Consider the stimulant addict, such as the addicted coffee drinker, who uses caffeine to provide energy throughout the day. By masking fatigue, inadequate nutritional input, lack of exercise, etc., and all those deficiencies which force reliance on the caffeine, the drug makes the person less aware of the need to change his or her habits so as to be able to supply energy needs naturally. ln this way, the caffeine perpetuates its own use.


The continuation of substance usage is dependent, in part, upon the continuation of somatosensory affectional deprivation and the need to maintain friendships and social positions where those friendships and social positions are contingent upon the use of drugs or alcohol. Support for the continuing use of drugs is facilitated by the practices of modern medicine and the advertising practices of the pharmaceutical corporations. Social learning processes which operate at all levels of development (childhood to adulthood) capitalize upon the need for the body to find relief from tension and pain created in large part by

somatosensory affectional deprivation. Societal and moral values that are intrinsically opposed to somatosensory pleasure and sexual pleasure, in particular, provide support for the alternatives of drugs and alcohol. Societal opposition to massage parlors and prostitution but open acceptance and support of the alcohol industries is a case in point. Societal acceptance of addicting drugs that impair somatosensory pleasure, e.g., alcohol and methadone, and opposition to drugs that facilitate pleasure, e.g., marijuana and heroin, is another case in point. Carstairs1 (1966) classic study should be consulted in this context as a dramatic illustration of the reciprocal inhibitory relationships between drug use and behaviors that are culturally determined. Carstairs reported on the use of bhang (marijuana) and alcohol in the two highest caste groups, Rajput and Brahmin, in a village in northern lndia. The Rajput, the warrior class, indulged in alcohol, which facilitated the expression of sexuality and violence. The Brahmin was the religious class and indulged in bhang, which facilitated religious experiences and enhanced their spiritual life. The holy men avoided alcohol, which they considered destructive to salvation, and would not permit a Hindu who had consumed alcohol to "enter one of his temples (not even a goddess temple) without first having a purgatory bath and change of clothes" (p. 105).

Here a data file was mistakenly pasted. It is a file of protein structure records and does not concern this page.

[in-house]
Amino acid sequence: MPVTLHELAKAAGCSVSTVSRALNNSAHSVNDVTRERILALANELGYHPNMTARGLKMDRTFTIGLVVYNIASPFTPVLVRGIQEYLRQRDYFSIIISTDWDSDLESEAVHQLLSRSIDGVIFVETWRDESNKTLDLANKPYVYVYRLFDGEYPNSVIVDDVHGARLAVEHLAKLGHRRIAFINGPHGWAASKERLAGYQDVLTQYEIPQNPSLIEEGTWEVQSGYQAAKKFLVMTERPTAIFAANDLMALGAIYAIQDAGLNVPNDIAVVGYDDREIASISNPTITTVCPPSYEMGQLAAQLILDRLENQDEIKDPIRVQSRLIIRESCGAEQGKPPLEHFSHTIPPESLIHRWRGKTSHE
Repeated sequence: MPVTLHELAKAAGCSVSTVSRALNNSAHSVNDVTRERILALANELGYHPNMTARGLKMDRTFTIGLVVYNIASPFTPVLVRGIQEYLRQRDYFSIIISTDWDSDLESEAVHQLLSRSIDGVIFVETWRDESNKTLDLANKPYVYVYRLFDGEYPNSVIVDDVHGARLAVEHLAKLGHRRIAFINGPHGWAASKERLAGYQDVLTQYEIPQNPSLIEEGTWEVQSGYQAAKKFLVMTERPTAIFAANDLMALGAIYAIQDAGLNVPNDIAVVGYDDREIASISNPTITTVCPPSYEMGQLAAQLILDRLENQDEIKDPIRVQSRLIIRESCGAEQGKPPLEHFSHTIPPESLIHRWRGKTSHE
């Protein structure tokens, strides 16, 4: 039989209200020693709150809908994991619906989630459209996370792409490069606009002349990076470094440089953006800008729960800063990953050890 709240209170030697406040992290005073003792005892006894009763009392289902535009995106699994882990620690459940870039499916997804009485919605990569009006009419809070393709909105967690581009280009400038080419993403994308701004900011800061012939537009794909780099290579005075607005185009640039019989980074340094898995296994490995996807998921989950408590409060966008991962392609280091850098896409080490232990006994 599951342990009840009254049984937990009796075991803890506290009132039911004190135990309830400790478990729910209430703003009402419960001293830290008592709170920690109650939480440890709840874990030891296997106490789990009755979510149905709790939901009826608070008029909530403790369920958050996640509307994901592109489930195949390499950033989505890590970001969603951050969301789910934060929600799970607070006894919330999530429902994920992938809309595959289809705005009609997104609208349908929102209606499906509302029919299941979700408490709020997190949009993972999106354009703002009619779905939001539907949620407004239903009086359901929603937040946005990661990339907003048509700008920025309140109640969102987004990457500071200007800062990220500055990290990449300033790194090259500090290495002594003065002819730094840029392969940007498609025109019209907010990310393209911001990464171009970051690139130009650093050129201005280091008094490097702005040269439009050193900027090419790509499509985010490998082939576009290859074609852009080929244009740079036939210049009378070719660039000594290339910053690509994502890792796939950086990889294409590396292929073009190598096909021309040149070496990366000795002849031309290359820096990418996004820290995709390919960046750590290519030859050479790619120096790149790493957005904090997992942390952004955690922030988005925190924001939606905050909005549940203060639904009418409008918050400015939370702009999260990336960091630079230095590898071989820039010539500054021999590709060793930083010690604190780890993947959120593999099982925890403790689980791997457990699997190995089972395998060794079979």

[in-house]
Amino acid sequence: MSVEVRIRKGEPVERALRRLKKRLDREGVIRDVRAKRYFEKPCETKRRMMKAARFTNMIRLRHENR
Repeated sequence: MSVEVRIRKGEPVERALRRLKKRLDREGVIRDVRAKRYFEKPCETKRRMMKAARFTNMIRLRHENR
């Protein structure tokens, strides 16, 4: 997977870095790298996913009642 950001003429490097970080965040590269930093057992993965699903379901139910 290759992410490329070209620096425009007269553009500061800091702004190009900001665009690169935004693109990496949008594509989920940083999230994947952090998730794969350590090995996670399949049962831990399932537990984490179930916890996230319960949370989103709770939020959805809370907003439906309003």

The continuation of use or abuse and the choice of drug are culturally influenced. A culture will support the use of certain drugs that are consistent with and supportive of its own mores and values and will oppose the use of those drugs that interfere with these mores and values. Thus, the U.S. culture, which is predominantly an extroverted, violent, and exploitive culture (sexually and economically), supports the use of alcohol, which facilitates these behaviors. Conversely, the U.S. culture opposes the "pleasure" drugs (marijuana and heroin), which inhibit violence and exploitation and facilitate introspective and contemplative behaviors. (This statement should not be construed as supporting drug use for recreational purposes.) The issue is not whether a drug is addicting or nonaddicting—alcohol is addicting (culturally supported) and marijuana is nonaddicting (culturally opposed); heroin is addicting (culturally opposed) and methadone is addicting (culturally supported). Both the fabric and the loom of culture must be understood if the choice of specific drugs and the continuation of use and abuse are to be understood.


Once someone does try a drug, the decision to continue using the substance probably involves a combination of social and biological factors. While genetically mediated reactions to the drug may play a larger role here than in the initiation of use, social factors still hold great influence.

Genetically influenced biological factors may be important in the balance of pleasant and unpleasant effects seen with almost all substances on their first try. Constitutional factors may determine the incidence and severity of adverse problems, such as coughing, nausea, or vomiting, and may mediate the intensity of pleasant effects as well. Thus, the individual's personality, usual level of anxiety, the mechanisms and

rate of metabolism of the substance, and the nervous system's sensitivity to the substance may all contribute to the final balance between the positive and negative effects of the first ingestion and in this way contribute to the individual's decision to try the substance again.

lt also seems apparent from individual histories of smoking or opiate
use, for example, that there are a variety of social and psychological
factors which interact with the biological reactions. These would
include peer pressures, the desire to assume an adult role and the
need to copy parental models, and general societal values about the